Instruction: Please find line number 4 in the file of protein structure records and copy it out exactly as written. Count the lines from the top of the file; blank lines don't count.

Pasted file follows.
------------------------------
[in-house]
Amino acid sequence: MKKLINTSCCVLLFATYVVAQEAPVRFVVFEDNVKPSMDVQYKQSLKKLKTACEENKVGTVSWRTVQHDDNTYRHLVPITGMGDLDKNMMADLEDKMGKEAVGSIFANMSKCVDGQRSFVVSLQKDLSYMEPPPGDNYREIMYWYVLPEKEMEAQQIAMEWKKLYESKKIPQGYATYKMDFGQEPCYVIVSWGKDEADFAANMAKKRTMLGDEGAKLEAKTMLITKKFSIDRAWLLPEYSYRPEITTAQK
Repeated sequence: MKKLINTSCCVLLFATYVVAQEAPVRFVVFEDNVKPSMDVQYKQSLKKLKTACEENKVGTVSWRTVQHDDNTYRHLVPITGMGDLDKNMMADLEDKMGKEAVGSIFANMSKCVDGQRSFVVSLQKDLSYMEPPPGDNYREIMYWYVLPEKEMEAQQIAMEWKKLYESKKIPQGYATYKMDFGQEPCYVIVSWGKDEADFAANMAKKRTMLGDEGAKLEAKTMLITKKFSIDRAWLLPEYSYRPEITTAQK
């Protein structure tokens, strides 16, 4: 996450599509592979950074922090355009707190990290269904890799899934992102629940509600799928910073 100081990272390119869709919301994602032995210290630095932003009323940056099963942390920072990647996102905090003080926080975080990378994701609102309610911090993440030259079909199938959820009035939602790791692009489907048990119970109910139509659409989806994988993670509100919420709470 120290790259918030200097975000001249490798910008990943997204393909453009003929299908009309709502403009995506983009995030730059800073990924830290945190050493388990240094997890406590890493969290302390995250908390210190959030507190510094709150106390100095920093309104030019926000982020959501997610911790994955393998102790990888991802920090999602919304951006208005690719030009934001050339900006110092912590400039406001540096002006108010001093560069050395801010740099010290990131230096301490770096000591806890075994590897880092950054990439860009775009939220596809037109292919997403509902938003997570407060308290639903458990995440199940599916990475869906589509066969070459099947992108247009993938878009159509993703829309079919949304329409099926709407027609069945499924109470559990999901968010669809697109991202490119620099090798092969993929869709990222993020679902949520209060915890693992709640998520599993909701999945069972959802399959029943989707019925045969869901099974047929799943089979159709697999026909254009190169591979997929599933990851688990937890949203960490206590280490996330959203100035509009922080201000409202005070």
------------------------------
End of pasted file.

């Protein structure tokens, strides 16, 4: 996450599509592979950074922090355009707190990290269904890799899934992102629940509600799928910073 100081990272390119869709919301994602032995210290630095932003009323940056099963942390920072990647996102905090003080926080975080990378994701609102309610911090993440030259079909199938959820009035939602790791692009489907048990119970109910139509659409989806994988993670509100919420709470 120290790259918030200097975000001249490798910008990943997204393909453009003929299908009309709502403009995506983009995030730059800073990924830290945190050493388990240094997890406590890493969290302390995250908390210190959030507190510094709150106390100095920093309104030019926000982020959501997610911790994955393998102790990888991802920090999602919304951006208005690719030009934001050339900006110092912590400039406001540096002006108010001093560069050395801010740099010290990131230096301490770096000591806890075994590897880092950054990439860009775009939220596809037109292919997403509902938003997570407060308290639903458990995440199940599916990475869906589509066969070459099947992108247009993938878009159509993703829309079919949304329409099926709407027609069945499924109470559990999901968010669809697109991202490119620099090798092969993929869709990222993020679902949520209060915890693992709640998520599993909701999945069972959802399959029943989707019925045969869901099974047929799943089979159709697999026909254009190169591979997929599933990851688990937890949203960490206590280490996330959203100035509009922080201000409202005070």